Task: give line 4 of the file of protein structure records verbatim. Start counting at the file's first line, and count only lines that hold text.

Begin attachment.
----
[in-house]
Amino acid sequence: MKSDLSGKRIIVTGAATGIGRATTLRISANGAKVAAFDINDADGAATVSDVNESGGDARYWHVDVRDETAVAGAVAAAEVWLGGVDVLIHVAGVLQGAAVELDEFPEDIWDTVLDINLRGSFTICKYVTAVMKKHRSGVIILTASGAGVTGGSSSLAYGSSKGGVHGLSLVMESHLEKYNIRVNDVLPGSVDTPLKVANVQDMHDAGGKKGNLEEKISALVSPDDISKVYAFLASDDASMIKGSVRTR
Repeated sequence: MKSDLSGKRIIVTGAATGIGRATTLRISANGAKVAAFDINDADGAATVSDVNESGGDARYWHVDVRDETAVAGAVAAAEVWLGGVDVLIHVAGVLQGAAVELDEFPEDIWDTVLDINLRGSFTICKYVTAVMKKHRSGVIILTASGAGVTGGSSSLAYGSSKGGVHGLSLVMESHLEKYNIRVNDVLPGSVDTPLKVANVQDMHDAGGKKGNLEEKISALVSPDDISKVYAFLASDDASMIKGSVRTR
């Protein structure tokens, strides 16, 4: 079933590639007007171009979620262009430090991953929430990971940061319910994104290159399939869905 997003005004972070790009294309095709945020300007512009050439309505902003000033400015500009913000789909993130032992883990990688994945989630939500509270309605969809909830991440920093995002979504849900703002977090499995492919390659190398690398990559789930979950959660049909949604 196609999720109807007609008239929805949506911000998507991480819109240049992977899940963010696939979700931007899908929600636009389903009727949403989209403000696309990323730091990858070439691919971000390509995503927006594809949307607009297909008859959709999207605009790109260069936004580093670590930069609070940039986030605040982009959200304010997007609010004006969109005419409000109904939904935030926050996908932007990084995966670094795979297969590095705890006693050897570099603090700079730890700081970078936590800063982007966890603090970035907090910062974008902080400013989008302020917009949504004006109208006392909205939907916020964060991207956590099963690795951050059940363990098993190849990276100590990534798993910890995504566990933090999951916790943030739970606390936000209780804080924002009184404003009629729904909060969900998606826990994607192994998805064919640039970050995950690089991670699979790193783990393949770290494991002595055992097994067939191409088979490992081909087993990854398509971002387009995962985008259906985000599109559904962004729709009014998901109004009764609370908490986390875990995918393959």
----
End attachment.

């Protein structure tokens, strides 16, 4: 079933590639007007171009979620262009430090991953929430990971940061319910994104290159399939869905 997003005004972070790009294309095709945020300007512009050439309505902003000033400015500009913000789909993130032992883990990688994945989630939500509270309605969809909830991440920093995002979504849900703002977090499995492919390659190398690398990559789930979950959660049909949604 196609999720109807007609008239929805949506911000998507991480819109240049992977899940963010696939979700931007899908929600636009389903009727949403989209403000696309990323730091990858070439691919971000390509995503927006594809949307607009297909008859959709999207605009790109260069936004580093670590930069609070940039986030605040982009959200304010997007609010004006969109005419409000109904939904935030926050996908932007990084995966670094795979297969590095705890006693050897570099603090700079730890700081970078936590800063982007966890603090970035907090910062974008902080400013989008302020917009949504004006109208006392909205939907916020964060991207956590099963690795951050059940363990098993190849990276100590990534798993910890995504566990933090999951916790943030739970606390936000209780804080924002009184404003009629729904909060969900998606826990994607192994998805064919640039970050995950690089991670699979790193783990393949770290494991002595055992097994067939191409088979490992081909087993990854398509971002387009995962985008259906985000599109559904962004729709009014998901109004009764609370908490986390875990995918393959």